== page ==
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33. A conveyor speed control system for a portioning apparatus having a conveyor driven by a variable-speed drive system for supporting and advancing workpieces to be portioned, a scanning system for scanning workpieces being carried by the conveyor, and a cutting system for portioning the workpieces being carried by the conveyor, said conveyor speed control system comprising determining the length of time required to portion workpieces being advanced by the conveyor, and determining an optimum speed for the conveyor based on the determined time required for portioning the workpieces, and the distance between adjacent workpieces being carried by the conveyor.
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This application is based on and claims the benefit of U.S. Provisional Application No. 60/489,151, filed Jul. 21, 2003.
The present invention relates to an apparatus and method for portioning and/or trimming workpieces, and more particularly to automatically adjusting the speed that workpieces are conveyed to optimize output.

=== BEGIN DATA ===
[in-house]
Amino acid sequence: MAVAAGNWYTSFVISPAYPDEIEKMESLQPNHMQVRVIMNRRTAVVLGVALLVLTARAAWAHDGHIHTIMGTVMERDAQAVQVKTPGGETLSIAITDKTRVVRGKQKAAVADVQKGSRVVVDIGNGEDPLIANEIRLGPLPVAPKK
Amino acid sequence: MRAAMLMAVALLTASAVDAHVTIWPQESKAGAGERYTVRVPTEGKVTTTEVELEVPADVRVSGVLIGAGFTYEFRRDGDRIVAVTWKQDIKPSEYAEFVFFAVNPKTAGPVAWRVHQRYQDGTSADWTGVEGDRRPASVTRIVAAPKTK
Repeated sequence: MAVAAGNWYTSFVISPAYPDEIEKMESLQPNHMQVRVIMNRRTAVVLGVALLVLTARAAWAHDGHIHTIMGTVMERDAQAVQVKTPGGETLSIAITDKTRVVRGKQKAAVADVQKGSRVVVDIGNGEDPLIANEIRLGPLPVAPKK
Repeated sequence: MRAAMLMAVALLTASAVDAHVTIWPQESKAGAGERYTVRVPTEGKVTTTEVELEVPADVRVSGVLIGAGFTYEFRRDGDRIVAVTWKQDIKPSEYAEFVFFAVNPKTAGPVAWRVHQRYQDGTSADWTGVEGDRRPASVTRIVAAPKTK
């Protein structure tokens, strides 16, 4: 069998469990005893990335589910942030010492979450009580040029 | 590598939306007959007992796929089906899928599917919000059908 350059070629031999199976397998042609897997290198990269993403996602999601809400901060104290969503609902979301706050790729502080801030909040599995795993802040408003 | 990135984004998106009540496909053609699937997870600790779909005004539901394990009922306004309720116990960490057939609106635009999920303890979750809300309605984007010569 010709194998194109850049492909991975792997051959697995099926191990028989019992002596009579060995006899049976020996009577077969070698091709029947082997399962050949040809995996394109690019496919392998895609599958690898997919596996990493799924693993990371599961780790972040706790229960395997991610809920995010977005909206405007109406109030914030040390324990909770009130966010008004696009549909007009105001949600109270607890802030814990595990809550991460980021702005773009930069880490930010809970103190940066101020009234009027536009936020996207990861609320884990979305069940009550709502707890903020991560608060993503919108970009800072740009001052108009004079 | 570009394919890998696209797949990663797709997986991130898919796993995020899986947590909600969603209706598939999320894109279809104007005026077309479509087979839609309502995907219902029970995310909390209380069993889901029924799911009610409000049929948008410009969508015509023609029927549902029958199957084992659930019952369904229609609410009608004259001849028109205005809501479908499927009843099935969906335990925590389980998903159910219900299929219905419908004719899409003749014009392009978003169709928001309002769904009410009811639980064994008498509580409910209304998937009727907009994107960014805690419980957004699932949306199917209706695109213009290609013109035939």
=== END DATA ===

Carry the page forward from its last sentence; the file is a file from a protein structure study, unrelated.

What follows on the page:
Workpieces, including food parts, are cut or otherwise portioned into smaller portions by processors in accordance with customer needs. Also, excessive fat, bone, or other foreign or undesirable materials are routinely trimmed from the food products. It is usually desirable to portion and/or trim the food products into uniform sizes or shapes, for example, for steaks to be served at restaurants or chicken filets used in frozen dinners or in chicken burgers.
The portioning/trimming of workpieces, in particular food products, is now carried out with the use of high-speed portioning machines. These machines use various scanning techniques to ascertain the size and shape of the food product as it is being advanced on a moving conveyor. This information is analyzed with the aid of a computer to determine how to most efficiently cut the food product into optimum portions, trim excessive fat, remove bones, etc. The food product is then portioned or trimmed by various cutting devices, including high-speed liquid jet cutters or rotary or reciprocal blades. Once the portioning/trimming has occurred, the resulting portions are off-loaded onto a take-away conveyor for further processing, or, perhaps placed in a storage bin.